Also weird?  It’s been just over a year since I started almostfarmgirl.com.  Since then, almost 200 of you (between Facebook and WordPress followers) have started following this crazy ride on the ranch, and I am so thankful to each of you.  (I’m especially thankful to those of you who interact, and who I’ve gotten to know a little bit.  You guys know who you are.)  I just paid for another year of hosting, so here’s to the start of another year of this blogging adventure together.

To celebrate a year of blogging, I went to Costa Rica for a week.

Actually, that’s a lie.

I went to celebrate my sister’s 30th birthday.

You see, for Christmas this year, my mom gave me and my sister a trip to Costa Rica; she had earned the trips in her independent consultant work with Norwex, a company that specializing in environmentally friendly cleaning products.  (Just FYI, their dusting mitt is awesome, and I have never found a better way to clean windows and mirrors than with their enviro cloth and polishing cloth.)  She chose to give the incentive trips to my sister and I, partly because Chas’s 30th fell just on the other side of the trip.

So we traded this

The woods are lovely dark and deep

For this
Costa Rica

Between seventy-five and ninety degree temperatures in Costa Rica.  Between 20 degrees and negative twelve degrees back home.

I did feel bad leaving Jeremiah with the ranch, but I loved seeing the rainforest, and volcanos and the ocean.

Volcanos in the distance
Volcanos in the distance
Waves breaking on the beach
Waves breaking on the beach

I was playing in the surf wearing SPF Vampire to protect against the tropical sun…

Playing in the Surf
Playing in the Surf

Costa Rica

And my poor husband was shoveling the barn out of nearly a foot of snow.

Guys, I actually zip-lined through the Rainforest.  I saw Scarlet Macaws, and a Toucan, and Iguanas.  And I barely got sunburned at all, which is kind of a miracle.

Costa Rica

Swim up bar!
Swim up bar!
How cool is this tree?
How cool is this tree?

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Chas and I toured an organic coffee plantation.  (Seriously, don’t take your morning cup of coffee for granted; it’s loads of work to get it in your cup.)  We spent five days in Central America on the Pacific Coast and somehow managed the escape all but the very last harsh winter days of the season.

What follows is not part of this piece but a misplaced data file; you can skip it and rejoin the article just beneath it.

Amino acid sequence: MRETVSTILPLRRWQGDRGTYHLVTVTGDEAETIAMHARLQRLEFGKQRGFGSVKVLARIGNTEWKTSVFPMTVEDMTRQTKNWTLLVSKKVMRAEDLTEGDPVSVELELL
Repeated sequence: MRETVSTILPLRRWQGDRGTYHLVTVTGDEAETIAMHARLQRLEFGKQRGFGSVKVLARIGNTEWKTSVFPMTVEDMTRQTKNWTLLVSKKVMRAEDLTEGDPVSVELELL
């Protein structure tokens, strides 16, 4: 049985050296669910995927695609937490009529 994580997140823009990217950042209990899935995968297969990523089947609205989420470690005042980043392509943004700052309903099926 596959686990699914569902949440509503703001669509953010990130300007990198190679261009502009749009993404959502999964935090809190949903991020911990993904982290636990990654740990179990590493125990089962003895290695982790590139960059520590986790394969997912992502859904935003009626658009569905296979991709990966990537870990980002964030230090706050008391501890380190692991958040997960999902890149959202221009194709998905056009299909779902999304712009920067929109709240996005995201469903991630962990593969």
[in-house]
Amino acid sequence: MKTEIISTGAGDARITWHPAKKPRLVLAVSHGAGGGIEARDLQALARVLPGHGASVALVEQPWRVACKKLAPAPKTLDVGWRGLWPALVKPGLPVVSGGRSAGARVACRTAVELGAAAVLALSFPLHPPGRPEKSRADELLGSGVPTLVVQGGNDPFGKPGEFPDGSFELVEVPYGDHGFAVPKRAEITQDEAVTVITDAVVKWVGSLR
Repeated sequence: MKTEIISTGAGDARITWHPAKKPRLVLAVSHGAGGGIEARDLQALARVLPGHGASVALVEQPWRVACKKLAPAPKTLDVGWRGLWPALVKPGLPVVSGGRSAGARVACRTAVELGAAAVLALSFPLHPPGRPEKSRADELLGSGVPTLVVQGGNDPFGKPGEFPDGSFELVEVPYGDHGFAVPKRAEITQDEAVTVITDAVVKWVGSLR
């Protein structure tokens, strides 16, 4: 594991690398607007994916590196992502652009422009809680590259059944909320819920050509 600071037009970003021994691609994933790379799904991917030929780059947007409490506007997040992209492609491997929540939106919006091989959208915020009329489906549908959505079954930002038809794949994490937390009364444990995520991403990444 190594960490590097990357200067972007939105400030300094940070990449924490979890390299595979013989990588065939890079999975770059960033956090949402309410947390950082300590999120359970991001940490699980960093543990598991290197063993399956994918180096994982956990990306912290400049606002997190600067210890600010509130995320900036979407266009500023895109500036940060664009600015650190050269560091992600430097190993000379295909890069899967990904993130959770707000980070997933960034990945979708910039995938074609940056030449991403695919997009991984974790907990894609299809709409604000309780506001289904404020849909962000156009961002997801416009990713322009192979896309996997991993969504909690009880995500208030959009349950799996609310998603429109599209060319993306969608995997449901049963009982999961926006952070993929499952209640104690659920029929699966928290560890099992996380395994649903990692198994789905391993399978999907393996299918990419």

At the Rainforest Gala
At the Rainforest Gala

We spent our last night at the Norwex Rainforest Gala, before packing up and heading back to the states.

And, one delayed flight, one missed flight, one redirection to Chicago, one lost bag, and a three-hour car ride later, we made it home safe and sound…and completely exhausted.

I was ready to be back home.

2015-03-13 10.02.35

Because as awesome as that trip was, there’s nothing quite like watching my ponies and alpacas grazing from my kitchen window.

Thanks again for a great first year, everybody!  And, as always, thanks so much for reading.

Wait…What? An award…? I would like to thank the Academy…

liebster2

Thank you motherhendiaries for nominating me for a Liebster Award for new bloggers!  I knew the Master’s degree in English would pay off someday!  Wait until I tell my dad!   Actually, kidding aside, it is a really nice gesture that I truly appreciate.  It’s nice to have readers, even if it is only a few of you.

This award is a bit like a chain letter.  Best part is that I get to pass it on and nominate others.  With that in mind, here are a few blogs I read that all of you should check out.

1. Bethany Suckrow – this girl is one of my favorite bloggers to read.  Writing about life and spirituality, Bethany touches upon some very serious issues in a very accessible way.  She and I went to college together and were casually acquainted.  I wish we had known each other better back then.

2. Agirlandherchickens – Ok – Motherhendiaries nominated her too, but that doesn’t mean I can’t also, does it?  Either way, this blog about farm life and chickens is a fun, often informative read.  I really enjoy it.

3. Fullcirclefarm – Writing about and photographing farm life, Full Circle Farm is a lot of fun to follow, especially if you like beautiful photos of cows and chickens and produce.  (I really do…)

4. BeeHavenAcres – The Bee Maven has a lot of followers, but it doesn’t look like she’s broken 1000, so this still counts.  Farm life blog with lovely photos and adventures in turkeys and chickens and everything!

Technically, this is supposed to be an award for blogs with under 1000 followers, but while I’m linking to wonderful blogs, consider checking out this one as well.

 DIYDiva -I LOVE this blog.  It has a strong female, powertools, a place in the country, and farm animals.  And, unlike many of us “farmbloggers” this girl isn’t originally from the country.  It’s fantastic.

So there’s my list.   And below are the questions Motherhen sent me, along with my answers.  Enjoy!

1. Why did you start your blog, and why did you choose this name?